THE government yesterday reversed Harare City Council’s “hurried” ban on commuter omnibuses entering the central business district (CBD), citing inadequate consultation with key stakeholders, and following violent protests by the commuting public.
by XOLISANI NCUBE
The ban, which was waived in the afternoon following violent clashes between law enforcement agents, kombi crews and vendors, had incovenienced thousands of commuters, who had to walk long distances into town after being dropped outside the CBD.
Local Government minister, July Moyo, in a statement, blasted the city council for “hurriedly enforcing the ban” without providing viable alternatives for the commuting public, forcing some to walk distances of at least 3km into the city centre.
“My directive has been issued in light of the fact that the council’s decision and action are not in the interests of the inhabitants of the council area and the Harare metropolitan province, to the extent they hinder free travel by tourists and the general public, and injure the general national and public interest,” he said.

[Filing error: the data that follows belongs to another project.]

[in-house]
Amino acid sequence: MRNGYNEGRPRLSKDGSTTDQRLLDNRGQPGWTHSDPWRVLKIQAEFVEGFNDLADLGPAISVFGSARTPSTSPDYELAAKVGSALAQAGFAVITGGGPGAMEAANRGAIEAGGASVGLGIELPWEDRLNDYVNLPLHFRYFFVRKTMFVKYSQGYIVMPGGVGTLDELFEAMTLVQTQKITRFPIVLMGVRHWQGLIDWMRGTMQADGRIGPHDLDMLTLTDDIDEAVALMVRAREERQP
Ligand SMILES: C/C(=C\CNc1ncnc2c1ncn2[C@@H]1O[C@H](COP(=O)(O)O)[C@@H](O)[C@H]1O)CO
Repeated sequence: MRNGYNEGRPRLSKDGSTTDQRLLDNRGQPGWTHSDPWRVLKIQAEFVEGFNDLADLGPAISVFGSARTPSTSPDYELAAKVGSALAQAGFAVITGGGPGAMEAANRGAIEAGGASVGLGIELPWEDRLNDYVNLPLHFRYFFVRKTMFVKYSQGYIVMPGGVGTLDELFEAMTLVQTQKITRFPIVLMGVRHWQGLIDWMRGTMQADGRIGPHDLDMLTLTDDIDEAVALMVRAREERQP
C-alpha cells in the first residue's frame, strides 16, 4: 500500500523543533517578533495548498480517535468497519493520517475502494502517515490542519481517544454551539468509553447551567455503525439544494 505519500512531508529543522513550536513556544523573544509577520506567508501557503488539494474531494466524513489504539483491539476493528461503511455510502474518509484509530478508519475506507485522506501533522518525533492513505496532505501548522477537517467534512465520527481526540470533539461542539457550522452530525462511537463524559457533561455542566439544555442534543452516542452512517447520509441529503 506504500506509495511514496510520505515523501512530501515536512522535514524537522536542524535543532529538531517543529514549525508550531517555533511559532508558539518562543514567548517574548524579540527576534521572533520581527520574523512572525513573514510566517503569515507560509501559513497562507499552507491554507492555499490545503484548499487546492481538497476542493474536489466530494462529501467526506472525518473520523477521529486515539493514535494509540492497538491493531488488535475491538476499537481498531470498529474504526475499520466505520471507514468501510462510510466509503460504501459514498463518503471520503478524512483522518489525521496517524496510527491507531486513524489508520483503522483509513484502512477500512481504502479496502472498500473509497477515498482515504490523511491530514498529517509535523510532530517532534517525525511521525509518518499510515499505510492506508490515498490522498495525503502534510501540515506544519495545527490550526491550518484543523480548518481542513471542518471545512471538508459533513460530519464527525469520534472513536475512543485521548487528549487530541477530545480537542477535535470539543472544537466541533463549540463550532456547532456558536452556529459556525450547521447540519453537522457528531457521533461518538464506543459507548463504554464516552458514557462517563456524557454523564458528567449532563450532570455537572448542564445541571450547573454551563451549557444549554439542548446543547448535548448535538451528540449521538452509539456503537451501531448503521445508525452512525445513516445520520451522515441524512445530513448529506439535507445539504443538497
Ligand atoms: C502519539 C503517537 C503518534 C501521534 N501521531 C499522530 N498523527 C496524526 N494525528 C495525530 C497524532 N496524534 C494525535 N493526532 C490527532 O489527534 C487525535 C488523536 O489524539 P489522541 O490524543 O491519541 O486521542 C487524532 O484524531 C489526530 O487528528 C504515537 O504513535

Moyo, however, said vendors and unregistered vehicles unlawfully engaged in commuter services such as mushikashika, remained banned from entering the CBD.
But, Harare mayor Bernard Manyenyeni shot back, accusing Moyo of imposing the ban on council.
“It has created many unintended outcomes and inconveniences to the general public of Harare. In particular the issue of distances from drop-off points and the additional bus shuttle costs to a hard-pressed community,” he said in a statement.
Residents’ groups came out gun-blazing, accusing both council and the government of being insensitive to the citizens’ plight.
Combined Harare Residents Association (CHRA) said council’s move was ill-conceived and “clearly reveals the lack of consultation of critical stakeholders before decisions that affect the general public are implemented”.
In cases were commuter omnibus drivers resisted, police roped in soldiers to enforce the ban.